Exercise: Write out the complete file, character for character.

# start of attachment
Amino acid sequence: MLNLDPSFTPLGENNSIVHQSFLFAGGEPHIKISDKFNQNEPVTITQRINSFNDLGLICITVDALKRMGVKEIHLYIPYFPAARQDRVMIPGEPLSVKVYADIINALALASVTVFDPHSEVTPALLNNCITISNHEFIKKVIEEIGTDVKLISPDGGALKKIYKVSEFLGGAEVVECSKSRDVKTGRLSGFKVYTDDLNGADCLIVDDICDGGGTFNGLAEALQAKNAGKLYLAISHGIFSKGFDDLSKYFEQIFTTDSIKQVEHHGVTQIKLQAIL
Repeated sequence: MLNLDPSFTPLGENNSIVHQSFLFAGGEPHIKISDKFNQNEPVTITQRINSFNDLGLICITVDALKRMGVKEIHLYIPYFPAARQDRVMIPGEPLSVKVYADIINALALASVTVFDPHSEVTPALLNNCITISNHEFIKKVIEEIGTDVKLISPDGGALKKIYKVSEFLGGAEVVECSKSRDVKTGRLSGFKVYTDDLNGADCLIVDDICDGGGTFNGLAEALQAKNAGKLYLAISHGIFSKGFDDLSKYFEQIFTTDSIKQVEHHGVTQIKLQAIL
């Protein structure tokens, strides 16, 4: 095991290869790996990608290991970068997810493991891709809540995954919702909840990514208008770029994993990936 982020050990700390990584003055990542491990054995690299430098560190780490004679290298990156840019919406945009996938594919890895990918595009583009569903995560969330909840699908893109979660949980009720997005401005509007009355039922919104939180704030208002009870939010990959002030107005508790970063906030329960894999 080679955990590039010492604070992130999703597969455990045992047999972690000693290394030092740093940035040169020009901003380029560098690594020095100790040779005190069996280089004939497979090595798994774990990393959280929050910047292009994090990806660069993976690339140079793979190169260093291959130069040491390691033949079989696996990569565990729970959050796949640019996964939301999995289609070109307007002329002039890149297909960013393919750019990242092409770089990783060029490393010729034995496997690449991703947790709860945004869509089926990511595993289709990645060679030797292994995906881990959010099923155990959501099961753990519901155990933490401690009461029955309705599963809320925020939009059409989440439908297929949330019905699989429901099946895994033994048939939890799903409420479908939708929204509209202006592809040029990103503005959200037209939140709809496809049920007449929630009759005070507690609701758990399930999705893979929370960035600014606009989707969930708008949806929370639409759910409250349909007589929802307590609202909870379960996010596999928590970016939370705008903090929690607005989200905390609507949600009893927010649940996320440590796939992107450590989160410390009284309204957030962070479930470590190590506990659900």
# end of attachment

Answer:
Amino acid sequence: MLNLDPSFTPLGENNSIVHQSFLFAGGEPHIKISDKFNQNEPVTITQRINSFNDLGLICITVDALKRMGVKEIHLYIPYFPAARQDRVMIPGEPLSVKVYADIINALALASVTVFDPHSEVTPALLNNCITISNHEFIKKVIEEIGTDVKLISPDGGALKKIYKVSEFLGGAEVVECSKSRDVKTGRLSGFKVYTDDLNGADCLIVDDICDGGGTFNGLAEALQAKNAGKLYLAISHGIFSKGFDDLSKYFEQIFTTDSIKQVEHHGVTQIKLQAIL
Repeated sequence: MLNLDPSFTPLGENNSIVHQSFLFAGGEPHIKISDKFNQNEPVTITQRINSFNDLGLICITVDALKRMGVKEIHLYIPYFPAARQDRVMIPGEPLSVKVYADIINALALASVTVFDPHSEVTPALLNNCITISNHEFIKKVIEEIGTDVKLISPDGGALKKIYKVSEFLGGAEVVECSKSRDVKTGRLSGFKVYTDDLNGADCLIVDDICDGGGTFNGLAEALQAKNAGKLYLAISHGIFSKGFDDLSKYFEQIFTTDSIKQVEHHGVTQIKLQAIL
């Protein structure tokens, strides 16, 4: 095991290869790996990608290991970068997810493991891709809540995954919702909840990514208008770029994993990936 982020050990700390990584003055990542491990054995690299430098560190780490004679290298990156840019919406945009996938594919890895990918595009583009569903995560969330909840699908893109979660949980009720997005401005509007009355039922919104939180704030208002009870939010990959002030107005508790970063906030329960894999 080679955990590039010492604070992130999703597969455990045992047999972690000693290394030092740093940035040169020009901003380029560098690594020095100790040779005190069996280089004939497979090595798994774990990393959280929050910047292009994090990806660069993976690339140079793979190169260093291959130069040491390691033949079989696996990569565990729970959050796949640019996964939301999995289609070109307007002329002039890149297909960013393919750019990242092409770089990783060029490393010729034995496997690449991703947790709860945004869509089926990511595993289709990645060679030797292994995906881990959010099923155990959501099961753990519901155990933490401690009461029955309705599963809320925020939009059409989440439908297929949330019905699989429901099946895994033994048939939890799903409420479908939708929204509209202006592809040029990103503005959200037209939140709809496809049920007449929630009759005070507690609701758990399930999705893979929370960035600014606009989707969930708008949806929370639409759910409250349909007589929802307590609202909870379960996010596999928590970016939370705008903090929690607005989200905390609507949600009893927010649940996320440590796939992107450590989160410390009284309204957030962070479930470590190590506990659900």